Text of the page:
AWS vs. Azure
AWS vs. Azure
Let's take a look at AWS versus Azure and also explore their differences in, for example, virtual machines and data storage.
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Since the day of its inception, the cloud computing technology has been revolutionary for its wide appeal and technical prowess. In the cloud computing realm, there are two invincible forces that are becoming a definitive authority on this innovative technical achievement — Microsoft Azure and Amazon Web Services.
Although both Azure and AWS are fundamentally the same in their work mechanisms, there are some notably distinctive aspects. Here we are going to dig deep those differences.
AWS: Amazon Web services allow its users to possess and configure their own Virtual Machines. We also can opt for pre-configured machine images or customize the MIs to suit our needs. The user can also hand-pick the size, memory storage, and the number of Virtual Machines they are in need of.
Azure: In the place of Virtual Machine instances of AWS, Azure provides a Virtual Hard Disk (VHD). This VHD can become a pre-configured package from Microsoft, but the user also can configure it.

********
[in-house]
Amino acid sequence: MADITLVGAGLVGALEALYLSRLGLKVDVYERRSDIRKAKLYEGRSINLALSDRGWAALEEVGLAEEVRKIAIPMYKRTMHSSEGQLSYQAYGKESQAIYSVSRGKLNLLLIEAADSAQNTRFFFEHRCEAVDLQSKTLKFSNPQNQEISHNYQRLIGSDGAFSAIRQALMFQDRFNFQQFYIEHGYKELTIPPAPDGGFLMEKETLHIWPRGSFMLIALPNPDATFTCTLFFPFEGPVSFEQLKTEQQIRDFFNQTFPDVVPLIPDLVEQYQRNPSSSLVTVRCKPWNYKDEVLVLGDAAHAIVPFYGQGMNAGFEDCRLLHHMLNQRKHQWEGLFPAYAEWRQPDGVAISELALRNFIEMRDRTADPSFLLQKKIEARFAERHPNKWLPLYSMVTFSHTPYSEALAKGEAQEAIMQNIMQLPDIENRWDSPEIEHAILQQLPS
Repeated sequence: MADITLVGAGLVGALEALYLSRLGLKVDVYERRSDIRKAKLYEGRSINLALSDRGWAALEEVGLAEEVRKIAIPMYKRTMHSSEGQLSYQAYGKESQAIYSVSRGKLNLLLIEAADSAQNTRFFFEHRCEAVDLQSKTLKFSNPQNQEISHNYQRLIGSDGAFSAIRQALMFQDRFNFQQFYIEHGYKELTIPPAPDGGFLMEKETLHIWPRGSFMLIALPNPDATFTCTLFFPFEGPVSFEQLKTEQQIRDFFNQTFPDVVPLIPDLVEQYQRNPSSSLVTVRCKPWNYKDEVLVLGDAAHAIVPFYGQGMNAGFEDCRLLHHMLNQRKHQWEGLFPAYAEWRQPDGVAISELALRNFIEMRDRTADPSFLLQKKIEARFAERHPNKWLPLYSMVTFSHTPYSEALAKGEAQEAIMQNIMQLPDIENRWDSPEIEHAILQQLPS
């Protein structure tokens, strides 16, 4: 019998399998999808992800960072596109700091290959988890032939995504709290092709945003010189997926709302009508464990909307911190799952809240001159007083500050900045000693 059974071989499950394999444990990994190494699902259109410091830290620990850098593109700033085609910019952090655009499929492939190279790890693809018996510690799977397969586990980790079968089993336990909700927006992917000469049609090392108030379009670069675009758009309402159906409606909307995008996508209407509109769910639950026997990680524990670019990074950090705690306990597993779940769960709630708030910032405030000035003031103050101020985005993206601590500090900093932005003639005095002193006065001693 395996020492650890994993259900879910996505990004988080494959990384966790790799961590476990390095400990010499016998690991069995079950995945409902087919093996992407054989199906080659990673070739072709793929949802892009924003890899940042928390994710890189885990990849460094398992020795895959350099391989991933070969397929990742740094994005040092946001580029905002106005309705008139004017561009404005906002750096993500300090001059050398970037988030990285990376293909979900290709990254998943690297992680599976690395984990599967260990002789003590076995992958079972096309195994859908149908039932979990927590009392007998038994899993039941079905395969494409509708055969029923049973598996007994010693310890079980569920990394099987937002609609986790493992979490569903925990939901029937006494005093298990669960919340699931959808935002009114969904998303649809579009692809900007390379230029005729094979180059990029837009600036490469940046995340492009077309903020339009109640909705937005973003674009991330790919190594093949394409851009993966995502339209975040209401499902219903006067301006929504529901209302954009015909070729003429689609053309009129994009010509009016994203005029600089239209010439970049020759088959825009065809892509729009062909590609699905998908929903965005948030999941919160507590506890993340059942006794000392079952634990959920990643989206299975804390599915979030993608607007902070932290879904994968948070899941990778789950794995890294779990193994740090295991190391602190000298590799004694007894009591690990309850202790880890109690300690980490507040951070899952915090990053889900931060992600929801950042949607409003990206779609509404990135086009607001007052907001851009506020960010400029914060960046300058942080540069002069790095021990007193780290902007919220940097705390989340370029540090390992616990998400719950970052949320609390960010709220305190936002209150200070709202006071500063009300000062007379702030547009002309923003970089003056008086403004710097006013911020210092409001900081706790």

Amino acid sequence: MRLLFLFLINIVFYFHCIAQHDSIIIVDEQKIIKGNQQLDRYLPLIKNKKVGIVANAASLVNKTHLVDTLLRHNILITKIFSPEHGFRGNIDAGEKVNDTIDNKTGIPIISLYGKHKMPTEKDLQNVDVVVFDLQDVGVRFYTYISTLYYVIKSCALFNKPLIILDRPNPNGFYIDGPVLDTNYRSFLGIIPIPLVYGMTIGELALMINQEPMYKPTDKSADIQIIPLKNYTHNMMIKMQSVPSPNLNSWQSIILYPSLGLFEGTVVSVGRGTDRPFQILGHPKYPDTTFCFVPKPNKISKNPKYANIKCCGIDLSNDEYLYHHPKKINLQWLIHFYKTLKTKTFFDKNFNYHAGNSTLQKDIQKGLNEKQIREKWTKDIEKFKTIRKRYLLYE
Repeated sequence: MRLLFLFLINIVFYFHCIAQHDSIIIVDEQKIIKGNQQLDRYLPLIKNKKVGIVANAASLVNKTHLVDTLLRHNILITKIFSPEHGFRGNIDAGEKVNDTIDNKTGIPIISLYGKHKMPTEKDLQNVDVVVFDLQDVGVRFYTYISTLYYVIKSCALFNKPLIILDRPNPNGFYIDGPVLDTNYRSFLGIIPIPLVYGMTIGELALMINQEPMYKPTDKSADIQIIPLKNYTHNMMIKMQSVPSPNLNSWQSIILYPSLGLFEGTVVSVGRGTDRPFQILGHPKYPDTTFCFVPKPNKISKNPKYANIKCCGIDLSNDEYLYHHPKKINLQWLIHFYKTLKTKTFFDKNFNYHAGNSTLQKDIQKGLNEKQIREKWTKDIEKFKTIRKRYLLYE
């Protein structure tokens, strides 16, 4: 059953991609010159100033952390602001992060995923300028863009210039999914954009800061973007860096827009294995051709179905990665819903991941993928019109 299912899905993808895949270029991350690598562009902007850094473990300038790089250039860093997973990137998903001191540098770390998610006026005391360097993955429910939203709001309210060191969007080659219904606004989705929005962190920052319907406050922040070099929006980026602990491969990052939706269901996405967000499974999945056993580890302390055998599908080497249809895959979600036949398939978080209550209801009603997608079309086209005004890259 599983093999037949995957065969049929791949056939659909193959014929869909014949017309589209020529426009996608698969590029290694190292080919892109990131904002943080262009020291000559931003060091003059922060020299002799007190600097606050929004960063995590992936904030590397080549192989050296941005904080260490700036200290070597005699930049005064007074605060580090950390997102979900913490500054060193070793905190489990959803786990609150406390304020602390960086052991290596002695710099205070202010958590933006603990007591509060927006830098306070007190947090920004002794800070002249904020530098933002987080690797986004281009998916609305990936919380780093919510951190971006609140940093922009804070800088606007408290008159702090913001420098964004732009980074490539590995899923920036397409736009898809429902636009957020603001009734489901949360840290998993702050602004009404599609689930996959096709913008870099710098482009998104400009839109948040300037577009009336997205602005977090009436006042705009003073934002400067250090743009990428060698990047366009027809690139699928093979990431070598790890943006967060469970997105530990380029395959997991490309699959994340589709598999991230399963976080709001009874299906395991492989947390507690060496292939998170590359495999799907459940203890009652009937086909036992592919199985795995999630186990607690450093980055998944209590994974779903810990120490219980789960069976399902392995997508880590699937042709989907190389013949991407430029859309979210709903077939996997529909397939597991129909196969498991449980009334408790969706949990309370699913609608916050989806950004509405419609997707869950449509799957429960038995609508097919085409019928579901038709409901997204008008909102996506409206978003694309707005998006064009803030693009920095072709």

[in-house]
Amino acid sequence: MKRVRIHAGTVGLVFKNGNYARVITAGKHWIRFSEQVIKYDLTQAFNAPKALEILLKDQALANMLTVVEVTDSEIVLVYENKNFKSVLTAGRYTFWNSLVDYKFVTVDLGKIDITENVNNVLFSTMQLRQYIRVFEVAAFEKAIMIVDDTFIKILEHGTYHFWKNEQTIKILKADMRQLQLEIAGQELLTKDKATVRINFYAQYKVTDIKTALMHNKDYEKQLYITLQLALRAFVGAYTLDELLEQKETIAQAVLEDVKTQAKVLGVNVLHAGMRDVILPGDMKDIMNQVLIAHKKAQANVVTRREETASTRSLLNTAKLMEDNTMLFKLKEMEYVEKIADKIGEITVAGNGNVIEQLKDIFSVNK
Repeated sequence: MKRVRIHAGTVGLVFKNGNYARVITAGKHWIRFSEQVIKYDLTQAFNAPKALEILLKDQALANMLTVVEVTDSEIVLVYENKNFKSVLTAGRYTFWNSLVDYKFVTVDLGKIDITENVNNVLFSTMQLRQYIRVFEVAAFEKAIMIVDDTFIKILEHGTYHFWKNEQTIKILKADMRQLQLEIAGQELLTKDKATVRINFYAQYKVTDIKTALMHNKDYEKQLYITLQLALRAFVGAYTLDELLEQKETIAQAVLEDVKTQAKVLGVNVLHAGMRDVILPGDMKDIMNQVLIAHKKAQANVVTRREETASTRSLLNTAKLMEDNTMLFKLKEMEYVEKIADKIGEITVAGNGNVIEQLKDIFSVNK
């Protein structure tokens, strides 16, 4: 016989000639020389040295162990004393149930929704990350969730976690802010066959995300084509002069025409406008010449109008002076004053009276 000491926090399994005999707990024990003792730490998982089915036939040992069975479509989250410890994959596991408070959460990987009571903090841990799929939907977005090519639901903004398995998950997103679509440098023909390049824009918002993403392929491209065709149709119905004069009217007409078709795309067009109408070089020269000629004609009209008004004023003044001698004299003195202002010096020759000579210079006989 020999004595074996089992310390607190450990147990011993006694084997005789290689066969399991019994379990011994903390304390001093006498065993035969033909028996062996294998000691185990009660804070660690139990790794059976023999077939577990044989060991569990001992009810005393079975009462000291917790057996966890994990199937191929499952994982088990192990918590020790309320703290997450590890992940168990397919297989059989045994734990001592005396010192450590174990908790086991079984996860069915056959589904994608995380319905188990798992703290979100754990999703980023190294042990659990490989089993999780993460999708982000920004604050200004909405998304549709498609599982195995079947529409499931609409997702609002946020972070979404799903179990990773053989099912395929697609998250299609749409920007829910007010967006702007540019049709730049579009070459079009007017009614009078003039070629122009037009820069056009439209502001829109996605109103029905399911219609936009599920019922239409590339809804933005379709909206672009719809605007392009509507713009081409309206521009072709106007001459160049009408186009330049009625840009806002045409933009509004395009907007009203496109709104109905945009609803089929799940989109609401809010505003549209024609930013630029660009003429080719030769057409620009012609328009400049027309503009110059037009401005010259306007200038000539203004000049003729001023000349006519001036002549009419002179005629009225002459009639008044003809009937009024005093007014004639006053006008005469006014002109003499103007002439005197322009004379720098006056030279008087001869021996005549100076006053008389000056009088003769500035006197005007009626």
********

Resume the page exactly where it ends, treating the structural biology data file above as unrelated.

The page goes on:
AWS: When an instance is launched in the cloud, temporary memory storage is offered by AWS, which is terminated once the instance comes to an end. Additional block storage also can be utilized by attaching it to the existing instance. AWS S3 provides object storage, while the data can be archived using Glacier.
Azure: In Azure, this brief storage facility is provided through D Drive and Page Blobs offers block storage on the Virtual Machine. Azure provides some important storage features such as Azure Backup, Import/Export, and site recovery tools.
AWS: With the support of Virtual Private Cloud (VPC), AWS users can generate a secluded network within their cloud. Within this impenetrable VPC kit, they can create their own route tables, IP address ranges, and subnets.
Azure: Azure provides VNET (Virtual Network) and helps the user define and design their own private set of network processing to set up various networking architectures.
AWS: There are three models of pricing charges are structured for AWS. The first model of On Demand costs only what the user is using on the cloud, and there is no upfront charging.
The user can also reserve an instance for many years with fixed upfront costs and usage charges. In the Spot model, the user can request for the additional capacity for the instance.
Azure: Unlike the pay per hour pricing model of AWS, Azure charge per minute, which is undisputedly a better mode of pricing so far. The user can also choose between monthly and pre-paid paying.
AWS: AWS is a better choice for the network of open-source community since it has attracted integrated open source platforms like GitHub and Jenkins. Linux servers also function in AWS.
Azure: Native Integration, a practice of using the similar Ad account to use both Office 365 and SQL instances. But the open sourcing process is not a part of Azure.
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